Third, I do agree with Eric that there is a correlation between the right to bear arms and liberty. Whether it's still relevant in this day and age is probably the most divisive aspect of the pro-gun/anti-gun debate. While I think it's very unlikely that the world is going to collapse into chaos anytime soon, I do believe that the second amendment is one of the checks-and-balances setup by our founders to remind governments who they work for.

Jeff said...

Just to satisfy my curiosity, do you own a gun PCM?

PCM said...


Anonymous said...


You're certainly free to not own a gun, but why would you deny me the right to come to my own rescue? Do you know me better than me? Why would you desire to limit my freedom so you can feel better?

Oh, and then there's that pesky 2nd Ammendment.

PCM said...

I understand your position, but can you really not understand why somebody might want to limit your gun-carrying capabilities?

I mean, 1) you might be crazy.

And 2) the more guns that are out there, the less safe I am without one.

There are lots of cases where we limit personal freedom for the greater good (take bans on driving drunk). It's not so crazy that people want to limit guns for the same reasons.

Anonymous said...


But the cases you describe are ones where the action cannot be performed safely, e.g. you cannot operate a car safely while drunk.

I'm not drunk. I'm not crazy. My guns don't affect your safety in the least. So again, while do you feel the need to deny me my freedom so you can feel better?

There is no Constitutional guarantee to "feel safe", but there is a Constitutional guarantee (widely abused by law) for me to be armed.

I can safely own a gun. That you cannot (or will not) is not my problem, it's yours. You don't solve your problems by denying me my freedom.

From a practical perspective, if you want to reduce gun violence, end the prohibition on drugs.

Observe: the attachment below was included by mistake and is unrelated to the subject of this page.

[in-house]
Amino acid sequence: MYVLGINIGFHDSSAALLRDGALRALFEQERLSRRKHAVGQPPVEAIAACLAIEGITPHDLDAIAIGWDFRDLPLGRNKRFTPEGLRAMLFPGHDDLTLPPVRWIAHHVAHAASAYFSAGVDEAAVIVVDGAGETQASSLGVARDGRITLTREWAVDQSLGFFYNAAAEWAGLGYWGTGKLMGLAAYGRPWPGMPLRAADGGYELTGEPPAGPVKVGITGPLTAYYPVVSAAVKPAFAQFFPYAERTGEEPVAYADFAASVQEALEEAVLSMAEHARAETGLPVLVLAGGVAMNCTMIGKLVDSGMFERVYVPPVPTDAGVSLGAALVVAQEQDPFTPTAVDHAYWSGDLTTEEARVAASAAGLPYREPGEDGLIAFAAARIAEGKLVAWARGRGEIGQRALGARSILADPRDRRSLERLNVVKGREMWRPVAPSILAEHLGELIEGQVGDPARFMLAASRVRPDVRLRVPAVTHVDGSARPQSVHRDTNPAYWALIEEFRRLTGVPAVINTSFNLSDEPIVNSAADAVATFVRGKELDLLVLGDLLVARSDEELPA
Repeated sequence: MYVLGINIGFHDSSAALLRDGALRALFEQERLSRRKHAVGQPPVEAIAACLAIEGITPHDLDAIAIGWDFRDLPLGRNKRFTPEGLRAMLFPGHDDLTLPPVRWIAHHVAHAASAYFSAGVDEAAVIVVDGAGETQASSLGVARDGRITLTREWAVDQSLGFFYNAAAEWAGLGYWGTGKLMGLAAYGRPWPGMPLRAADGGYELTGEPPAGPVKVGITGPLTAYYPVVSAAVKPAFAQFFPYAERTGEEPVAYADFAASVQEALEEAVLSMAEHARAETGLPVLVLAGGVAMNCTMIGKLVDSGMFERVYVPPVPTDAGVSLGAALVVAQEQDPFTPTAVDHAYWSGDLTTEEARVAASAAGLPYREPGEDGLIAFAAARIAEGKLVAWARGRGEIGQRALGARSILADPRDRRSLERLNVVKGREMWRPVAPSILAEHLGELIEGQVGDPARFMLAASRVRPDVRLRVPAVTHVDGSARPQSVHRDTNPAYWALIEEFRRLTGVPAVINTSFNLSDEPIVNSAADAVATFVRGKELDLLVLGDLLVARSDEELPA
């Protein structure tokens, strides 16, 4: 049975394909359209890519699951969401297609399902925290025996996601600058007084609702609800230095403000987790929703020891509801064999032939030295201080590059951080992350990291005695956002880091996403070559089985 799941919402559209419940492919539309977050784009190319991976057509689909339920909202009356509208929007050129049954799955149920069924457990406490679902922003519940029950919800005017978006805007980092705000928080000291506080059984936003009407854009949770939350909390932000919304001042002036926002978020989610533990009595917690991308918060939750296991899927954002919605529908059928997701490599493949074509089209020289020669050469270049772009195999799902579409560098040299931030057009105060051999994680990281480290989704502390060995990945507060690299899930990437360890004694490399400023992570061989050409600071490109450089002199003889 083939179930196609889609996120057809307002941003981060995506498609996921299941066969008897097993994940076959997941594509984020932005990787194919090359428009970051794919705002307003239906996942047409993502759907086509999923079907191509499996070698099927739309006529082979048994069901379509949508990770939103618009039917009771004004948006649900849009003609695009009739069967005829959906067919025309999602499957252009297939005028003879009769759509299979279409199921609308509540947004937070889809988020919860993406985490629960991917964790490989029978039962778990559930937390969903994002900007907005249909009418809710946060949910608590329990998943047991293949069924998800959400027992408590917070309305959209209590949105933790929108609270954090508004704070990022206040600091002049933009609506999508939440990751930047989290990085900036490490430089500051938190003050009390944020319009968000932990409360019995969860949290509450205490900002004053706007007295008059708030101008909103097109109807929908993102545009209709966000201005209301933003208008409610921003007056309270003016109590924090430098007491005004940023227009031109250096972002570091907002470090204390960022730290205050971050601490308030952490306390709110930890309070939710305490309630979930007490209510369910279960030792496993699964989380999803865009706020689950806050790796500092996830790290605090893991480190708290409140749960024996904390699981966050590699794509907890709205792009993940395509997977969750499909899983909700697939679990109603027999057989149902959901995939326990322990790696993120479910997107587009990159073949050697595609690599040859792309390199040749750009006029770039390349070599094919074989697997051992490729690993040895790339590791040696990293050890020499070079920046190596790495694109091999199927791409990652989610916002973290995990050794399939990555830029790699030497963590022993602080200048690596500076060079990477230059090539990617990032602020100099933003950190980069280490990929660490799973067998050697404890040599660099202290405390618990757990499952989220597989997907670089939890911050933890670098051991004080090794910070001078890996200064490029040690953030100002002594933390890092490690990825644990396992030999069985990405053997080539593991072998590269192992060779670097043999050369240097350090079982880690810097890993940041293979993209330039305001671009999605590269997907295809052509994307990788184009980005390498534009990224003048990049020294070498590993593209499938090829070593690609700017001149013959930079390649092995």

Doug said...

Yeah, I'm definitely with Anon here.

Let's stop talking about guns and start talking about ending the war on drugs and drug prohibition.

We have to get to root causes.

Anonymous said...

Do you think gun control is such the failure that it is because we are so adamant on supply-side enforcement and not demand side?

I believe I'm correct in saying that they're over 100 million firearms in circulation in the United States. Even if we stopped producing guns or bullets, or heavily regulated them, in the United States there are so many guns already in circulation that we'd still have problems.

If we continue law enforcement's current attitudes toward firearms, in addition to more gun control, all we are doing is restricting law-abiding citizens from defending themselves. Criminals don't give a rats ass about breaking the law by there very nature! I don't agree with the faith you have in the police to protect us and I certaintly wouldn't want to have this uncertain faith when it comes to the safety of my family.

I agree, we should focus on ending the 'war on drugs' instead. There is entirely too much violence occuring which directly stems from the illegal drug trade.

DJK said...

I like (as a point) this from this post:

"I'd prefer to live in Cell #3 than Cell #1 because they'll be less carnage and I'll be safer, even though I would have to give up some feeling of control over my environment. That's why we have police."

Which seems to allude to the idea that police keep us safe and come to our rescue.

But then from your next (Oh the Stink!) post:

"So the public saw an uncaring police department while police saw an uncooperative public. This is inevitable when a system wants cops in cars instead of on foot and favors rapid response over slow deduction."

How, can the police protect us, if we're not allowed to protect ourselves, especially on foot?

Sitting ducks we are in that case.

I tend to agree with Mr. Gaff on all points. There are definitely underlying issues (poverty, drugs, corruption, etc) that make us far less safe than do people who carry a sidearm or concealed weapon.

DJK said...

So, I agree with Mr. Gaff, Doug, and Anon.

But, I haven't seen anyone mention stiffer penalties for violent crime. How about we start executing people who execute others. Publicly even. Rapists? Kill 'em. Robbers? Lop off an arm or hang 'em.

DJK said...

So, these guys get to have weapons...but we don't get to have anything to protect ourselves from them. It's a shame that nobody had a little .380 or a nice .45 to put a little lead into these pieces of shit. The beat down was nice...but not many people are able to serve up anything like that.